A global braking expert: Tony Cheyne

Tony Cheyne began his journey as a diesel mechanic in 1984, working his way up from the shop floor, to a service manager, to his current role at ZF WABCO Australia.

Tony Cheyne is an Application Engineering Manager at ZF WABCO Australia, responsible for truck, bus and trailer brake systems in Australia, New Zealand, China and Southeast Asia.

Tony says he became heavily involved in braking as a specialty in 1991, where his career as an expert in the field began to unfold.

“There was a new brake rule in New Zealand, where I was living in at the time, which meant that if you brought your fleet up to the new rule, you could gain an extra five tonnes of payload,” he says. “Obviously there wasn’t a fleet in the country that was going to allow their competitors to have a five-tonne payload advantage over them, so every fleet in the country had to have brake modification done. That’s where I started fitting ABS on oil tankers and things, and that’s basically where I started to specialise in the braking area.”

From this role, Tony became a brake certifier for WABCO New Zealand, where he was one of the engineers responsible for certifying brake system modifications before they were allowed on the road. Eight years later, the opportunity arose to come to Melbourne for a position at WABCO, and he took it up.

“The first intention of the role was to assist with the rollout of trailer EBS in this market,” he says. “It had been launched at the same time as New Zealand, but the take-up had been a lot slower. I think New Zealand had sold the same number of systems as the Australian market had, with their market being a fifth of the size. It was seen as an opportunity that we could get a lot more equipment out there.”

Since then the role has transformed, and Tony is now responsible for all brake systems in trucks, buses and trailers for Australia and New Zealand – as well as helping out China and other parts in Asia for numerous application work.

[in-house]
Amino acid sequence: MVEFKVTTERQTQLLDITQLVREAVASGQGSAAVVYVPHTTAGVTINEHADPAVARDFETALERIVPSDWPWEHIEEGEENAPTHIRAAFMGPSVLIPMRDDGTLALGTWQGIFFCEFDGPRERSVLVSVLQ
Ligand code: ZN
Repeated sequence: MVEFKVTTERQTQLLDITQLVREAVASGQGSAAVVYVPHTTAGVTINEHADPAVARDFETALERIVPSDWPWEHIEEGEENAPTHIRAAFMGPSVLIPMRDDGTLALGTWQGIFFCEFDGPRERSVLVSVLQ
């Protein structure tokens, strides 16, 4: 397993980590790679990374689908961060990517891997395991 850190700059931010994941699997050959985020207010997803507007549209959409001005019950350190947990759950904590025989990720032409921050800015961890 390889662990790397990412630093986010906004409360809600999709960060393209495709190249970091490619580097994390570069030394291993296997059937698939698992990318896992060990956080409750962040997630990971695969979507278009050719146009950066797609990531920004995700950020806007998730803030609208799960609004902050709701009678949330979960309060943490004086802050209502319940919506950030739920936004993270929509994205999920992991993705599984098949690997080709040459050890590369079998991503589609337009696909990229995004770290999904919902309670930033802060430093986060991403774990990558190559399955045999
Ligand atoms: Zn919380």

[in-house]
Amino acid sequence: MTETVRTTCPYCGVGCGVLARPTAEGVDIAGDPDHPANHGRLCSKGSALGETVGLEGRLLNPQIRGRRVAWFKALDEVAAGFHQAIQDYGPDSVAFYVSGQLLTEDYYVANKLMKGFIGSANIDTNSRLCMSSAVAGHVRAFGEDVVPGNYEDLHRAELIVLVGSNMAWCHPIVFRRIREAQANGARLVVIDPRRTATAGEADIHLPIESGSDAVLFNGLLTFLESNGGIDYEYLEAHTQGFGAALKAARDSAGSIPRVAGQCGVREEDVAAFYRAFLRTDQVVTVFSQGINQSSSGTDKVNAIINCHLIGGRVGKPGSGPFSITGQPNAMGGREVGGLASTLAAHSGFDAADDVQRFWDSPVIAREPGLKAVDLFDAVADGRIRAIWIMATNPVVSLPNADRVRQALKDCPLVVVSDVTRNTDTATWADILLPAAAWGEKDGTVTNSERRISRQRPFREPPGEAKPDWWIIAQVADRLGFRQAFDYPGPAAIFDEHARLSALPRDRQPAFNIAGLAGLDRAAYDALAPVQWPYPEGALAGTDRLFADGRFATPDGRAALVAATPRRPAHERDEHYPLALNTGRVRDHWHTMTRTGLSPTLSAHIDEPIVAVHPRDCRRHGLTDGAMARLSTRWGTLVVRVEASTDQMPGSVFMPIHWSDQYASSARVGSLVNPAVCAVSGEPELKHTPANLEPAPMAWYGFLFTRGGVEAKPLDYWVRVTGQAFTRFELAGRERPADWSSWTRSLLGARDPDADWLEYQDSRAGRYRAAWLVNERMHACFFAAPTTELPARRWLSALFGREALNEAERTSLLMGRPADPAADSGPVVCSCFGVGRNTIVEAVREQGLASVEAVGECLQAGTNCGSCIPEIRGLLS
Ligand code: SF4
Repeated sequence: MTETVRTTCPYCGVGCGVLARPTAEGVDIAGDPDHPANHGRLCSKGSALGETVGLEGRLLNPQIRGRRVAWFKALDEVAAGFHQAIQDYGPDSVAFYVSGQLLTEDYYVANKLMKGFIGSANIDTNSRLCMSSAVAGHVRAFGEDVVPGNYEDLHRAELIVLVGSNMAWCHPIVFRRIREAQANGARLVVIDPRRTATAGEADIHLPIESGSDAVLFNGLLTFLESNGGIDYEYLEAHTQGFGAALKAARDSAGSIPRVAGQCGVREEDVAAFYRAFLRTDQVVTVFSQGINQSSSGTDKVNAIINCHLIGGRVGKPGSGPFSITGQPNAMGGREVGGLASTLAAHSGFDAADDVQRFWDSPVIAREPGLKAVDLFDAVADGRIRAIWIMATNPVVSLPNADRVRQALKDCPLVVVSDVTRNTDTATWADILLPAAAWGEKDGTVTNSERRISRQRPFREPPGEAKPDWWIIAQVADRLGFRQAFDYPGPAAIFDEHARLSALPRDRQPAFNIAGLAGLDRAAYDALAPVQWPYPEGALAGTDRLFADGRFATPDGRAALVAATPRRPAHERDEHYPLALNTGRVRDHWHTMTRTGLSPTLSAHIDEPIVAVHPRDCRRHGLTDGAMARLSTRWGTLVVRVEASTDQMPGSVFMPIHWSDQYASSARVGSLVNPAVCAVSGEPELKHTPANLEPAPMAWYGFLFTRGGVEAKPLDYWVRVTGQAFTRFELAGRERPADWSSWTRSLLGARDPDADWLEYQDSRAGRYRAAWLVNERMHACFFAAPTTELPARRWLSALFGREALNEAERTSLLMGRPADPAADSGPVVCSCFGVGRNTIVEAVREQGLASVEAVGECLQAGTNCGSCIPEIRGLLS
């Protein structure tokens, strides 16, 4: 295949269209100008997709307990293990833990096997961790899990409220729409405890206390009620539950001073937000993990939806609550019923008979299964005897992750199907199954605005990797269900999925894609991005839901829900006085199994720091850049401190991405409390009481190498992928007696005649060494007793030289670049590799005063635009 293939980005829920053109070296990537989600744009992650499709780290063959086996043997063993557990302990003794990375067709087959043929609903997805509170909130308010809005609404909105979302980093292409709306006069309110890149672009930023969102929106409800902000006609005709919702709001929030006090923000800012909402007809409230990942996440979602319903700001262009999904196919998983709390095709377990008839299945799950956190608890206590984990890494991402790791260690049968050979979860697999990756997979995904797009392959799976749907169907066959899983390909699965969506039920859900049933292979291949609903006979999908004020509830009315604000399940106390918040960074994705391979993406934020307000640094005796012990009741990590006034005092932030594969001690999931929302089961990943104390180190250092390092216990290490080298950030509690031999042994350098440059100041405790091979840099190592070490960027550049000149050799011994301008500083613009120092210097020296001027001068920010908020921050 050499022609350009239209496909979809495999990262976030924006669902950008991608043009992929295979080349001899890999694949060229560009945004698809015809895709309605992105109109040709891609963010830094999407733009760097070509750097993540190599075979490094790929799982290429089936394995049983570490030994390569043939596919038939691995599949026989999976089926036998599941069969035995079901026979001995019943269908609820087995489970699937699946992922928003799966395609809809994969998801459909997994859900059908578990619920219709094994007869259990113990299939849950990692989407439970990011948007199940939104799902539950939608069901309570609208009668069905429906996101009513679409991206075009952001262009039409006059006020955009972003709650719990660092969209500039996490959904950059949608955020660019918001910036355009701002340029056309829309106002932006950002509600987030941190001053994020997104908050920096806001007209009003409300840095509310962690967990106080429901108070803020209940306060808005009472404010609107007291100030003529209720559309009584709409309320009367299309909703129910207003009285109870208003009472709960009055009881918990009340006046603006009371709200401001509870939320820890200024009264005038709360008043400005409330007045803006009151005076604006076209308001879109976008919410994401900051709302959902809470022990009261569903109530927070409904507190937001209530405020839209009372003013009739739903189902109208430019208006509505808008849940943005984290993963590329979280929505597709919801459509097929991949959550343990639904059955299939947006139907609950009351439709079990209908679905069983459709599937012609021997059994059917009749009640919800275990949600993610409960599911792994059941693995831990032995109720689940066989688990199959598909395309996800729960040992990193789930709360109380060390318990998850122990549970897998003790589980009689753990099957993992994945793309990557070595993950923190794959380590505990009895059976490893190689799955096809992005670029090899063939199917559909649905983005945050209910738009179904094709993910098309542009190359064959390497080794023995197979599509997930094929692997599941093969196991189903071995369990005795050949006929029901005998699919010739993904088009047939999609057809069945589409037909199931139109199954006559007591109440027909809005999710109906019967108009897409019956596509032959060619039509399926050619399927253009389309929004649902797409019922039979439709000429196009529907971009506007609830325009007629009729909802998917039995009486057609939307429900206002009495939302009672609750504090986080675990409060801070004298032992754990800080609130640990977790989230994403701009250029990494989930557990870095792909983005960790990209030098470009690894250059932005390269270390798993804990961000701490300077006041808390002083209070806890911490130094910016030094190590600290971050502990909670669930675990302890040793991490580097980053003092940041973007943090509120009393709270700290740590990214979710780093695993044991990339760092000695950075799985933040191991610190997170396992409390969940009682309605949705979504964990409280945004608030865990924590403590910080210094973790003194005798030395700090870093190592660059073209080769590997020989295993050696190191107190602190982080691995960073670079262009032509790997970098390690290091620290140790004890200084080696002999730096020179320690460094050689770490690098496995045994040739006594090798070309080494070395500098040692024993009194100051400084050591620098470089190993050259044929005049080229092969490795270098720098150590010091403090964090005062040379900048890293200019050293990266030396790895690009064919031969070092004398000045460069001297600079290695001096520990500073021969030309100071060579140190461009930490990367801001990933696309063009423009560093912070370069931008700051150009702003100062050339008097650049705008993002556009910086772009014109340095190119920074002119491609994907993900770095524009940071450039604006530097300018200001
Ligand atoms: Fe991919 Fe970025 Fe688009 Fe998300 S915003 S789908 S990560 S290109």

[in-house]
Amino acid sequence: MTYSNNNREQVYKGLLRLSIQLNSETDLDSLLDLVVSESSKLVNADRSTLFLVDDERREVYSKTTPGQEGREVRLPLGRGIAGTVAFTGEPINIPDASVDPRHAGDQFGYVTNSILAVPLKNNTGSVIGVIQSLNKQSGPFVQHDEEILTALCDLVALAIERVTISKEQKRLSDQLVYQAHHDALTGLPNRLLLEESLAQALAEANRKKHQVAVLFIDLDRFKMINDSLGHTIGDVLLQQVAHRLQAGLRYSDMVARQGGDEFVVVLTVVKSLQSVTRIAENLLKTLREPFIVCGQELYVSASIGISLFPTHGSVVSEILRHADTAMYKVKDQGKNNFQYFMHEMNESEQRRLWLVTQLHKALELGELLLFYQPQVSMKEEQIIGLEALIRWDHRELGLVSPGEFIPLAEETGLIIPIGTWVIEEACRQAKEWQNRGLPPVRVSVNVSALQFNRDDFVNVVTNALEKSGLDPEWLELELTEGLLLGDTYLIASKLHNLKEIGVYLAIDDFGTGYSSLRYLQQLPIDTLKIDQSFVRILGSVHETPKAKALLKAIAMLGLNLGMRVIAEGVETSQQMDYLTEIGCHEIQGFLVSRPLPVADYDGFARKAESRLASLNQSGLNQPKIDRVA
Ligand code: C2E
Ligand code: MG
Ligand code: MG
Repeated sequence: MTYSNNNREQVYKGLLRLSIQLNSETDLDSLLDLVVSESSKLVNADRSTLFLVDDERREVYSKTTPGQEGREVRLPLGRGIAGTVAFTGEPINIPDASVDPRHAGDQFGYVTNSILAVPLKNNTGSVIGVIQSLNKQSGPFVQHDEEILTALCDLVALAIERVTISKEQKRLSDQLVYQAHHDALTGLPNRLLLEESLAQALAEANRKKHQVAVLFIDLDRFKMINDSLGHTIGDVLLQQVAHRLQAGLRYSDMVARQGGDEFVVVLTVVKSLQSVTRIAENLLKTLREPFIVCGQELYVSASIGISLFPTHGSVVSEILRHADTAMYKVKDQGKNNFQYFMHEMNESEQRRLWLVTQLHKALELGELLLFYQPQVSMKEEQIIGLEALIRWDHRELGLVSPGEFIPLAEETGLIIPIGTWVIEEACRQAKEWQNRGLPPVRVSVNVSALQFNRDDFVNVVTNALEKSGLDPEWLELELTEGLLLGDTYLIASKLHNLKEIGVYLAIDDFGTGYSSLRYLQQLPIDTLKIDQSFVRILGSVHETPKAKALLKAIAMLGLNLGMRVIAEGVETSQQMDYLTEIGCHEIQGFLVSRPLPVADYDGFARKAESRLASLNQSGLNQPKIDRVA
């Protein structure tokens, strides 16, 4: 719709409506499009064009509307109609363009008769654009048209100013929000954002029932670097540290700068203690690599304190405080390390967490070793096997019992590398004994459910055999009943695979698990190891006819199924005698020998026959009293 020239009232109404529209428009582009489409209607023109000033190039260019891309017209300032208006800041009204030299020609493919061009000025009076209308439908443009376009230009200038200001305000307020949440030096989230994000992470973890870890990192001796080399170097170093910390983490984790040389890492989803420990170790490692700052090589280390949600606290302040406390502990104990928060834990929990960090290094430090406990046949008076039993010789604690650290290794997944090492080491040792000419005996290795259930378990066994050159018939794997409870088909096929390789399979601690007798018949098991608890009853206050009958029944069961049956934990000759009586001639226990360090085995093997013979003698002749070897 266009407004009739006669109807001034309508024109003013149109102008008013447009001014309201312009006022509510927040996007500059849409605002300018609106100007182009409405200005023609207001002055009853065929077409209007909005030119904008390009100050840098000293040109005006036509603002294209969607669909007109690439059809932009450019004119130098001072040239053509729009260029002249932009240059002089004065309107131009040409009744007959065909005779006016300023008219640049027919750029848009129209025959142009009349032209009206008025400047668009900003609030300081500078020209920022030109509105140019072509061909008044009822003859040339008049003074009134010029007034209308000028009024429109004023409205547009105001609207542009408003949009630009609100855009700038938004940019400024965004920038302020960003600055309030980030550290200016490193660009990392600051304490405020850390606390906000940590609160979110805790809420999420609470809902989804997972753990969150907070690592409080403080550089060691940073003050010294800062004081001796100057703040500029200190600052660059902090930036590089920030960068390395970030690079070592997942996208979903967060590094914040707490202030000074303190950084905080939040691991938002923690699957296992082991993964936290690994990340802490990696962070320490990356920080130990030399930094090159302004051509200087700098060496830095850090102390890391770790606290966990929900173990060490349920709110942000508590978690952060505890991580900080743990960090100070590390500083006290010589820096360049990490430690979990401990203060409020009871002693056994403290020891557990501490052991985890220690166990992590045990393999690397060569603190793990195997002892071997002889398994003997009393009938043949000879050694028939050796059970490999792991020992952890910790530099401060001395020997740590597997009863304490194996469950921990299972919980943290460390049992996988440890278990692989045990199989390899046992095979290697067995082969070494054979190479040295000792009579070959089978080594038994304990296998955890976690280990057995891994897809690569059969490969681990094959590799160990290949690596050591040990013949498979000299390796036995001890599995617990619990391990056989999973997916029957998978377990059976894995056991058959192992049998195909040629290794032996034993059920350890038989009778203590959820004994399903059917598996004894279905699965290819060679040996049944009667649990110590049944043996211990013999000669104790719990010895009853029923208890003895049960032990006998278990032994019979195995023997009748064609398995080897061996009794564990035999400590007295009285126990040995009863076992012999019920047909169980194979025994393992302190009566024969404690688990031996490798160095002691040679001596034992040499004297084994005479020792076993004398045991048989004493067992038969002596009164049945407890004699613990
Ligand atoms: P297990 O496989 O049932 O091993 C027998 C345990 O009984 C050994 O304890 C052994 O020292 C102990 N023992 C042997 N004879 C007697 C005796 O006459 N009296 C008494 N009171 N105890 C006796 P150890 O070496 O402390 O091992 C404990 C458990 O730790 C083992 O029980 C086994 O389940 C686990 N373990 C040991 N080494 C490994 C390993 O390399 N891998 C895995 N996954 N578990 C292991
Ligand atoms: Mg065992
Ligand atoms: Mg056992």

Tony says electronic braking has been revolutionary since he was introduced to braking at the beginning of his career, changing the game of the transport industry for years to come.

“On trailers it has been a huge game-changer,” he says. “It’s been a teaching aid as much as anything for a lot of fleets and drivers or operators, and that once they have EBS in their fleet, drivers get shown quite quickly just how close they’ve been to rollover for the last who knows how long driving this particular combination on this road. Drivers will say, ‘I’ve been doing that for 20 years.’ Yes, you have, and you’ve been very close to rolling it and we now know that.”

Through his extensive experience in the industry and years of braking knowledge gathered up, Tony says the thing that has changed the most is the commitment to safety.

“The emphasis on safety now is enormous compared to what it used to be,” he says. “It wasn’t unusual in the early days, that you would go out to a breakdown, and you would either wind the brake off or chain up an axle to get the trip completed or get it back to the workshop. I think anyone that was found winding a brake off on the side of the road now or chaining an axle up would find themselves in trouble fairly smartly, and most operators would say, ‘No, it’s not safe. We’ve got to do this properly.’”

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